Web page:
— Love @ 20:39 Comments (1)
Filed under: A-Z Reading Challenge, B, English, Fiction, GLBT interest
by Jim Grimsley
For the A-Z reading challenge.
Simon & Schuster
First line: On Sunday in the new church, Preacher John Roberts tells about the disciple Jesus loved whose name was also John, how at the Last Supper John lay his head tenderly on Jesus’s breast.
Back cover blurb: n/a
Thoughts: I really hate when there’s no back cover blurb on a book, because that means I have to try to sum it up in my own words and I cannot tell you enough how much I really suck at that. But here goes:
Dream Boy is the story of Nathan, a teen who’s just moved with his parents to a new town in rural USA (where is not exactly clear. Or it might be, but I am too ignorant of small town American geography to get it. ETA: North Carolina, apparently). Nathan and his parents live in a farm house on a farm owned by another family. Tony, who is the farmer’s son, really appeals to Nathan and apparently Nathan really appeals to Tony as well, as they strike up a sort of relationship, which is very, very much “don’t show, don’t tell” and Tony especially feels guilty about some of the things they do, and will avoid Nathan for periods of time when it gets too much for him. In the background of the story is Nathan’s struggle to keep certain memories under lock and key, because they are too painful to dwell on. As the story progresses, he finds these memories harder to keep from coming to the surface, as his dad is starting to pay more attention to him again.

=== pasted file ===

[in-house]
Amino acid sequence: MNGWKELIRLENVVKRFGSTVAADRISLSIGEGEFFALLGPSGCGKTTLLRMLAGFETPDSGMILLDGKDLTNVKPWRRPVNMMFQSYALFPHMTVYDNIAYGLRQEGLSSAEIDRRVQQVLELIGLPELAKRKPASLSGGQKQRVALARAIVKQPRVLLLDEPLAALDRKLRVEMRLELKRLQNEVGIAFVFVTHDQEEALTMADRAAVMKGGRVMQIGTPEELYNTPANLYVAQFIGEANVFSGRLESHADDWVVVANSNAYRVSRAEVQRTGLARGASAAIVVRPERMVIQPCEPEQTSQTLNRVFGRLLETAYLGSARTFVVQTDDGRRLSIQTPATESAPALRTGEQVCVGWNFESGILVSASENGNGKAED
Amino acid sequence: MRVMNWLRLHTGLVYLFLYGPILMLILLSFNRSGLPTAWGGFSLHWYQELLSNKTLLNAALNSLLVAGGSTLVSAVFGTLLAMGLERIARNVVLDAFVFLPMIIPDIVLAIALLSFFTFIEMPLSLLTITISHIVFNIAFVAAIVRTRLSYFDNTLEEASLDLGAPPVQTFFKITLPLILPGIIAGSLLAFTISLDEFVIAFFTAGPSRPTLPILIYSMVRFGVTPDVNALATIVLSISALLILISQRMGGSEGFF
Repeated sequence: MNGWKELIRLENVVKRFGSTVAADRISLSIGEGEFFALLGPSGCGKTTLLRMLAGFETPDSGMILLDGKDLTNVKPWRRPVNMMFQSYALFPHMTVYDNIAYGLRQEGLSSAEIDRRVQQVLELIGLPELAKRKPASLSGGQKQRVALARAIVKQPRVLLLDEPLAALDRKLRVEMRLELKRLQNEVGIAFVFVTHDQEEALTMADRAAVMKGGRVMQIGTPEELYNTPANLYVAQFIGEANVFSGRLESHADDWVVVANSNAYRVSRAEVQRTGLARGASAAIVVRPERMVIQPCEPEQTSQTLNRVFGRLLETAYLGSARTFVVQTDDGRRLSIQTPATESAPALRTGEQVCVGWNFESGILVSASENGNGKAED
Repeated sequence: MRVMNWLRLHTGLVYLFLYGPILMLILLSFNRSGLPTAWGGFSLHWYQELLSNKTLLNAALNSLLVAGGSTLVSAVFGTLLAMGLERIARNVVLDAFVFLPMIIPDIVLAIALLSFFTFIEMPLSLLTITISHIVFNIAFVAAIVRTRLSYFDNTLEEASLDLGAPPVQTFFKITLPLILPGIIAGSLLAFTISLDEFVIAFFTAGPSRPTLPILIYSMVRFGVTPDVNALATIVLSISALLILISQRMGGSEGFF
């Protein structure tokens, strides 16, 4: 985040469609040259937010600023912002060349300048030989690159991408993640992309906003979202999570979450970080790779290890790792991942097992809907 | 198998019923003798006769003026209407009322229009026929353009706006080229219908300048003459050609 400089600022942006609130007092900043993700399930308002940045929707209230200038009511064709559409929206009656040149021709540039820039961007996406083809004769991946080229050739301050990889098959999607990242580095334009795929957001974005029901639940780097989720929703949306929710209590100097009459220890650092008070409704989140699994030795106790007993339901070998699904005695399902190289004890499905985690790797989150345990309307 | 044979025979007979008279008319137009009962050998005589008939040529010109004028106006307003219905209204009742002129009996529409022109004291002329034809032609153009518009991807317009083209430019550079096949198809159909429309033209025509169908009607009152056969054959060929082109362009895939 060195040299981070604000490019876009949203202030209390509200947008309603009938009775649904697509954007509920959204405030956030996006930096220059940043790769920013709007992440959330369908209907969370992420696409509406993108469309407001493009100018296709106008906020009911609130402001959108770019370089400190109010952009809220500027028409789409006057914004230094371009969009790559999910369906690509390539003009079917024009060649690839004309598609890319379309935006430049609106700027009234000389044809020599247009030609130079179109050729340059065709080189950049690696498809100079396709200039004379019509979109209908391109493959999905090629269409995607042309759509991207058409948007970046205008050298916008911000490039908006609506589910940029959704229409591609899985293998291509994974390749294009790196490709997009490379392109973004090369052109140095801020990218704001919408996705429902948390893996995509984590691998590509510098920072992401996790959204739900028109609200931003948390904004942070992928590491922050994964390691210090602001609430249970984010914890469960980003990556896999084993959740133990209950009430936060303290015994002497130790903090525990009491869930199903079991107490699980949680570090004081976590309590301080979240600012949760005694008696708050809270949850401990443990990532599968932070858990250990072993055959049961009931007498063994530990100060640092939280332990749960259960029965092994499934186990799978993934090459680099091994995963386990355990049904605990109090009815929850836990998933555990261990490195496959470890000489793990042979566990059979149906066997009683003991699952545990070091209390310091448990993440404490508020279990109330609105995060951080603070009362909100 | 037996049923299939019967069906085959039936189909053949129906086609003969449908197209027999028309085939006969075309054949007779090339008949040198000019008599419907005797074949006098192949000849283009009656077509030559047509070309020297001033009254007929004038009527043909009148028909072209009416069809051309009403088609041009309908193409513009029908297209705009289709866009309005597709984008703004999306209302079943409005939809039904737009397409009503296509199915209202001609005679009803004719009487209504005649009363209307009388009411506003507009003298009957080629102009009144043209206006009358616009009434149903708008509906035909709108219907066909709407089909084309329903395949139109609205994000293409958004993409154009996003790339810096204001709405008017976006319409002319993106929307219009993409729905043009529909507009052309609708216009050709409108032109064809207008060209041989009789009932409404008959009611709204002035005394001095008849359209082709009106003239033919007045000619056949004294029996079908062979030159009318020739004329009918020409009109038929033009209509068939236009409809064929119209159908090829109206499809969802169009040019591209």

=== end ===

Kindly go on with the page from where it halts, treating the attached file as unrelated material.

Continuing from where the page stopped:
See? I’m absolutely crap at it!
Either way, this book was absolutely terrible. Not that it wasn’t good, because it was, but in that I haven’t felt so physically ill from a book in a loooong time. The ending is very, very ambiguous and left me wondering if Nathan was or wasn’t (what, I won’t say, as that would be too much of a spoiler). I’m guessing he probably was, but I couldn’t tell for sure.
My copy of this book is a used one and on the front cover is written “This book belongs to is Aleeia Summers age 10”, but were it up to me, I would not in a million years have let this ten-year-old read this book. I’m not usually very restrictive like that, but this book has themes of sexual molestation and there is a very brutal and fairly graphic rape at one point in the story, and I just don’t think that’s for a ten-year-old to read! It made me utterly, utterly uncomfortable and sickened, and the thought of someone so young reading that… ::shudders::
On to the rating, then! It was a good book, fairly easy and quick to read, even though certain themes made me absolutely sick to my stomach. There were lighter bits in it as well, but the overall feel of the book was a rather depressing one. Possibly it was a happy ending, but it was quite confusing, so it might not have been. I’m giving the book a B, because I think it really deserves it. I know at least one person I will more or less force to read this (if he hasn’t already, that is), because I want someone else’s take on it as well.